Northrop Grumman has unveiled a new unmanned air vehicle (UAV) concept called the Model 437 that is aimed at the US Air Force’s (USAF’s) Skyborg programme and other international loyal wingman development efforts.
The Model 437 is based on the Model 401 Sierra, a low-cost manufacturing technology demonstrator aircraft which was developed by Scaled Composites, the manufacturer said on 8 September in Palmdale, California. Scaled Composites is a rapid development subsidiary of Northrop, based in nearby Mojave. It was founded by legendary aeronautical engineer Burt Rutan.
The UAV is to be “attritable”, meaning it is built cheaply enough to be lost in combat and then affordably replaced. Skyborg is an effort to develop an autonomous, low-cost loyal wingman.
Northrop is also participating in the UK Royal Air Force’s lightweight affordable novel combat aircraft (LANCA) programme. The company is a member of Team Mosquito, a group of companies led by Spirit AeroSystems Belfast that is developing a demonstrator. However, the company says its work on Team Mosquito is unrelated to the development and testing of the Model 401, despite similarities in appearance.
Two examples of the clean-sheet 401 have been built and flight tested over the past several years using “generous” funding from an undisclosed customer, says Cory Bird, Scaled Composites president. The entire Model 401, except for its tyres, was designed, built and flown by Scaled Composites in about 24 months, he says. The first example of the aircraft flew in 2017, followed by a second copy in 2018.
The Model 437 would be similar to the manned and unmanned variants of the Model 401, albeit larger and capable of carrying more payload and fuel. Its final configuration depends on the requirements of the Skyborg programme. With funding from the USAF, Northrop is proposing development of an unmanned version of the Model 401 that could be built in about 14 months and then test flown to advance the Model 437 concept.
Northrop says it has studied how the Model 401 could carry a variety of payloads, such as side-looking radar and two Raytheon AIM-120 air-to-air missiles in an internal bomb bay. It has 2.67cb m (80cb ft) of internal payload space and can carry up to 907kg (2,000lb) of payload.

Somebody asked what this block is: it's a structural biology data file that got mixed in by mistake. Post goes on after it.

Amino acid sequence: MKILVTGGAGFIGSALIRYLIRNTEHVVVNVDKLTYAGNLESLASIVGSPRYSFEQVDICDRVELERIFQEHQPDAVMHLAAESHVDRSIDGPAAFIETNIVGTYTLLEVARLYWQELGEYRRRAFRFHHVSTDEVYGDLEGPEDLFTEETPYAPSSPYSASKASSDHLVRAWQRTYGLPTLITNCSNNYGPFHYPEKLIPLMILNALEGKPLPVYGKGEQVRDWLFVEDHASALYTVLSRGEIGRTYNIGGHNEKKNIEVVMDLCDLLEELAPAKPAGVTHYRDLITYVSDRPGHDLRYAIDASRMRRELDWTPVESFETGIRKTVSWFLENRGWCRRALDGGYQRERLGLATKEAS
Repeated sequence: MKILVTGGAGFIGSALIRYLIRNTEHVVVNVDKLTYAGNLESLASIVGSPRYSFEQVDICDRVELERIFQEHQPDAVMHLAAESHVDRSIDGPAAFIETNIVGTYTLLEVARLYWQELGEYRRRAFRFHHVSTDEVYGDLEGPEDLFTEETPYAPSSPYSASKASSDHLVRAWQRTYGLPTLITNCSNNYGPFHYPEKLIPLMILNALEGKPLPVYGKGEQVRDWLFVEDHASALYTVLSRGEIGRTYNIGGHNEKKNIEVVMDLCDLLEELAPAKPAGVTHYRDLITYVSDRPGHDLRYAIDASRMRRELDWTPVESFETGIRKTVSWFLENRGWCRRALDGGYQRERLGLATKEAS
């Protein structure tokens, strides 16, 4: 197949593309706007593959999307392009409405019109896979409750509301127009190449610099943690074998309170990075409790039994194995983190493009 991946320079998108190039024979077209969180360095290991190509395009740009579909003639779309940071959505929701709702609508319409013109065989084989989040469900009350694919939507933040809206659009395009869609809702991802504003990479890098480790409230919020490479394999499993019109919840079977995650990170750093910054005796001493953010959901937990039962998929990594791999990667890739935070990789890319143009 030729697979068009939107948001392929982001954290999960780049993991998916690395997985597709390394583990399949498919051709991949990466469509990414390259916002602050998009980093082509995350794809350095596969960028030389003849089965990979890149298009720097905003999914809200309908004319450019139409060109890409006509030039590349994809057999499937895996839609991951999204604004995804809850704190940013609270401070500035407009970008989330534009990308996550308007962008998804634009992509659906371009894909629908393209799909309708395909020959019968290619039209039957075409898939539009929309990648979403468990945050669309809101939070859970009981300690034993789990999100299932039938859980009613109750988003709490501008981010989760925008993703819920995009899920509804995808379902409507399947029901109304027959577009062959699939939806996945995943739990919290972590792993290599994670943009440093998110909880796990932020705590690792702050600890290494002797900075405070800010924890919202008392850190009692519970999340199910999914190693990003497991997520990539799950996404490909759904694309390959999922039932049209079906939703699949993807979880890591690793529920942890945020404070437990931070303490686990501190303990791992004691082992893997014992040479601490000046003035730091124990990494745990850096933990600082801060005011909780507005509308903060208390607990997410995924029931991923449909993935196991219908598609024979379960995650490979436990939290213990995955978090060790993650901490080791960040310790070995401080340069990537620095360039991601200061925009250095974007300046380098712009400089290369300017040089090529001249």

“Both Model 401 and the Model 437 feature large internal payload volumes including the nose, leading edges, wing-tips, and tail-tips,” says Northrop. “Both vehicles are also capable of [carrying] external stores on the centreline and on the wings.”
The Model 401 aircraft is powered by a single Pratt & Whitney JTD-15D-5 turbine that generates 2,960lb (13.2kN) of thrust, enough for a cruise speed of 400kt (740km/h). The aircraft carries about 907kg of fuel, which gives it an endurance of about 4h. Its maximum take-off weight is 3,630kg.
On the single-seat Model 401 the cockpit is unpressurised, allowing it to only operate at altitudes up to 25,000ft. The operating ceiling of a derivative Model 437 was not disclosed.
Wingspan on the Model 401 is 11.6m (38ft) and it is 11.6m long. Its airframe is primarily made of bonded composites. Its shape is stealthy, with a V-tail and engine air intake obscured on its back. Bird declines to discuss the aircraft’s radar cross section.
Scaled Composites has for most of its history been focused on rapidly prototyping, designing, building and flying new aircraft. It has on average developed and flown one new aircraft per year for the past 39 years, including the Voyager, the first aircraft to fly around the world without stopping, and SpaceShipOne, the first privately developed and flown spaceship.
With the Model 437, the company, alonside parent Northrop, sees an opportunity to go beyond development into production, perhaps manufacturing several hundred examples of the low-cost aircraft.
The unmanned Model 401 is intended initially as a demonstrator, but Northrop is open to making a production version of that aircraft as well if desired by a customer. It could be used for intelligence, surveillance and reconnaissance (ISR), as well as high-value asset protection.
“The unmanned 401 concept includes the option to enhance the main payload bay, enabling carriage of air-to-air weapons,” says the manufacturer.
Northrop is aiming for a unit price for the Model 437 of $5-6 million. The bulk of that cost would come from a more powerful Williams International FJ44-4A turbofan, which the firm says is priced around $2.4 million. The USAF considers aircraft priced between $2-20 million to be attritable.
A more powerful – and more expensive – engine is necessary to achieve the USAF’s goal of having a UAV with a 2,600nm (4,830km) range and a 533kt cruise speed. That ought to allow the Model 437 to keep pace with the Lockheed Martin F-35 stealth fighter. The USAF envisions that the manned combat aircraft will play a role in the future commanding and controlling loyal wingman UAVs.
Bird says the Model 437 would have a dash speed of 567kt, enabling it to sprint ahead of manned combat aircraft to probe enemy airspace as a forward sensor. The 437 also might act as a missile “carriage extension” for its manned wingman.
The wings on the Model 437 are removable. That could allow higher aspect ratio wings to be installed for longer endurance flights, perhaps for ISR missions, says Northrop.
Northrop envisions that the Model 437 will have landing gear. This differs from rival Kratos Defense and Security Solutions’ XQ-58A Valkyrie, a UAV that uses rockets and a rail launcher to take off, and a parachute to land. By operating without need of a runway, Kratos claims that its aircraft could be scattered in difficult-to-find locations, even hidden within shipping containers.
The Model 437 will be able to take off from a 914m-long, 15m-wide runway or straight section of road. Northrop notes there is no shortage of straight roadway across the world, so the Model 437 ought to have plenty of unpredictable places to launch from.